Peechara Hills, 6-7 March 2021

It was as newbies that we arrived at the meeting place at Bolivar. 

Observation 1.  This club runs more than On Time; folk arrive early, ready for take-off at the Start Time.

Travelling in Convoy.  Discovered there were a few ways out of Two Wells.  Just following the leader is a good strategy, but which one?

Observation 2. Just because you are following someone, does not let you off responsibilities for critical thinking.

Greg Dean had stepped into the Leader’s shoes as Wal and Kerry were unable to come at the last moment.  Kerry and Wal came to the Bolivar meeting spot to cheer us off.  Greg did a great job at keeping us all together and generally steering us in the right direction.  The mud map he was operating from was at times smudged with muddy stains and a certain entrance gate was hard to find. At the end of the camp, the property owner told us his printer couldn’t print the map in colour, so the map was far from clear. 

Sometimes, Greg led from the rear, but mostly from the front. 

Observation 3. Be flexible, a good attribute when terrain is uncertain.

The Plan/The Serious Purpose

Caroline with the patrolling lion

We arrived in time for lunch to ‘Peechara Hills’, just north of Terowie along the Barrier Highway en route to Broken Hill, some 3 ½ hours away from Bolivar.  End of summer, but also the end of a four-year drought, and the golden fields of summer grass looked good feed for sheep. The refuelling stop at Burra we learnt was largely for refuelling the people, sparing them an hypoglycaemic episode. 

After setting up our various accommodations, and consuming lunch, we set off on the real 4WD experience of the trip – exploring this property. The roads deteriorated the further from the highway we went, to the point at one    particularly rough river crossing, the advance troops filled in the holes and smoothed our way with rocks and boulders.  We travelled, or travailled, to the crest of a significant steep hill to see that the area was patrolled by a lion, at that time sitting calmly, surveying the grassland below. That drive was a great adventure and I note, with appreciation, the gentle method the Overlanders or Clubbers exercised to ensure that the newbies were supported as needed.

Day 2 Plan/ The Serious Purpose

Our host, Charlie, on Sunday with his delightful kelpie, Monty, who ran 12 k’s to join Charlie that morning, first took us to a large tunnel that drained a dry creek bed under the Indian Pacific rail to Broken Hill. Earlier this year during rain, locals rode boogey boards along the flooded stream and through the tunnel.  Our team, 11 cars, reversed one by one into the tunnel, and subsequently have been filmed exiting the  large tunnel as a magnificent and mighty team of 4WD warriors. The rights to this film are negotiable.  It was fun in the making.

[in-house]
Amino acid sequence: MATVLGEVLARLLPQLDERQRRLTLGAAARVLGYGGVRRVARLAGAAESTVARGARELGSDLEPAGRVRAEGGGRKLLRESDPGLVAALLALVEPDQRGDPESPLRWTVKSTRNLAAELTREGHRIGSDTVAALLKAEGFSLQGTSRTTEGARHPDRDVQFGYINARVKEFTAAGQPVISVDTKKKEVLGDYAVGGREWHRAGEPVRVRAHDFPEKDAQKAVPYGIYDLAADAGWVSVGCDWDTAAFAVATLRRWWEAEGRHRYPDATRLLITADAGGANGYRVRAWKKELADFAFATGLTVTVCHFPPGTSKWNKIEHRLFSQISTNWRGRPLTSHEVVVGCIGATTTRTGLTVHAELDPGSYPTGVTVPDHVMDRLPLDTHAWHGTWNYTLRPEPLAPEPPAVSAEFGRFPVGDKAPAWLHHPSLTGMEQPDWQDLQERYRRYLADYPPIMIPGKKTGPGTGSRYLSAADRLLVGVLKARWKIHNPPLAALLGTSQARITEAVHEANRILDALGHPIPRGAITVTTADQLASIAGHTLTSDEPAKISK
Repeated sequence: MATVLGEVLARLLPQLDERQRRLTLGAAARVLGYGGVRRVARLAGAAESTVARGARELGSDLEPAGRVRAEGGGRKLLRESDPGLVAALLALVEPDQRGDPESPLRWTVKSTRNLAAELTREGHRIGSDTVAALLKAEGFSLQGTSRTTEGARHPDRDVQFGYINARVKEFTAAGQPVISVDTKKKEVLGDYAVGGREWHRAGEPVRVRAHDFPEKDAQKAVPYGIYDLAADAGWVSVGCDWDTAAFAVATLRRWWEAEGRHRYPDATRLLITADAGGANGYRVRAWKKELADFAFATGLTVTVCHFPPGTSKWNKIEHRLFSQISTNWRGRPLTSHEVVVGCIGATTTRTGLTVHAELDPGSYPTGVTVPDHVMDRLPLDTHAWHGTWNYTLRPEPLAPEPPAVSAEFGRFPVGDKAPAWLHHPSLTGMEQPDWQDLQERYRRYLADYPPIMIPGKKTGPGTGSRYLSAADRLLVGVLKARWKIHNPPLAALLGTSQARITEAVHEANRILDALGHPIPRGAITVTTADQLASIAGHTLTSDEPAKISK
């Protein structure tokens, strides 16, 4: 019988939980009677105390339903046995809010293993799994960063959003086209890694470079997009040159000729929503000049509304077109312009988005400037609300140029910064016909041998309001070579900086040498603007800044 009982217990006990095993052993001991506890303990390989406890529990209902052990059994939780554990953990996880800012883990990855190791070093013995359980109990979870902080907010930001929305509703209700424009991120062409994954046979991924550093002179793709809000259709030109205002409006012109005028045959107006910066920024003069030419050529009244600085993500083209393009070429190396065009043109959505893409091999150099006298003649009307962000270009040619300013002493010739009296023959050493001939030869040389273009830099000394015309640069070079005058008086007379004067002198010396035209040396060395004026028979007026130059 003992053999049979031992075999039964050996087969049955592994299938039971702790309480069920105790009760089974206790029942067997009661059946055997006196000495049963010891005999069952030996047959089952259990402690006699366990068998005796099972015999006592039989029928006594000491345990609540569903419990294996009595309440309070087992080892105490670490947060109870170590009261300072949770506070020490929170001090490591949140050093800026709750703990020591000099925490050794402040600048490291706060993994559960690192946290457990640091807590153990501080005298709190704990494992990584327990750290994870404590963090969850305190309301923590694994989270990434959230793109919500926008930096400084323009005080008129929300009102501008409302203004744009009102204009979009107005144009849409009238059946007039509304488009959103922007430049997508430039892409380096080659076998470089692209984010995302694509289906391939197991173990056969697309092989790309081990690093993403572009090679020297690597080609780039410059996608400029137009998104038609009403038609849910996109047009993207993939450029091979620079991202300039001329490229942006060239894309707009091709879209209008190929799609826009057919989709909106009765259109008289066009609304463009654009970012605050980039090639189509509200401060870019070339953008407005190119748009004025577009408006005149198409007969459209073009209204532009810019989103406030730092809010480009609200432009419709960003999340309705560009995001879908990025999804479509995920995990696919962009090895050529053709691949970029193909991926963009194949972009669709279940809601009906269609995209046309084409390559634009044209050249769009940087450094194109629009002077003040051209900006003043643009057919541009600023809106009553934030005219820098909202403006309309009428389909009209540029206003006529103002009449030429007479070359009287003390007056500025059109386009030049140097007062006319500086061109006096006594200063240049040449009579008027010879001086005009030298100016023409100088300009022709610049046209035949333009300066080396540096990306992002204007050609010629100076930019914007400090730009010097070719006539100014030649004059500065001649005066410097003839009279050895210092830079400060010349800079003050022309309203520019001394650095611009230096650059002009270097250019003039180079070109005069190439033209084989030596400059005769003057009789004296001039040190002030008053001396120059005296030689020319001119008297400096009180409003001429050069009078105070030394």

Charlie shared with us the site of some aboriginal petroglyphs, took us to a local high spot, showed us one technique of trapping goats and kept our minds alert with a couple   of puzzling quiz questions.  The conversation between Charlie and our group en route, was rewarding because he had the answer to any question directed at him, and the diverse interests of the   party were met competently.  Charlie left us to amuse ourselves after a few hours, so we explored the course of a dry riverbed until the risk of serious damage to a vehicle, outweighed the need to go  further.  Gold fever was the next affliction that we had to attend to, but the miners had mostly  taken their pickaxes and gone home; Maria found a pickaxe but no gold. 

The Real Purpose

The real purpose was to have some fun.  We had it! The friendly banter and warmth in all conversations convinced me that this was a group who enjoyed being together, and better still welcomed newbies without hesitation.

Yet there is more.  The club welcomes role playing. You may not know it but there is a role for you in this club. In a blink of an eye, I found myself given the role of Trip Reporter, and the other newbies, Mark (and Peb) were  assigned the role of Drinks Officer and little did anyone know, that Mark was perfect for that position.  He is a champion Limoncello-maker, and we learnt that he makes a fine drop of wine as well.

Observation 3: It seems everyone should play a role in this club.

There was the role of Tail End Charlie – who was left gifts of love by passing traffic.  I have shut many a gate in my life, and never found a treat as way of thanks. 

Observation 4 – new aspiration in life, become a TEC!!!  Only if there are gates around. 

In summary, an interesting place to explore, good opportunities for 4WD’ing and particularly, our thanks to our    leaders, Greg and Maria, who made the weekend so good and, to you all, Warren and I thank you for your welcome.

Caroline H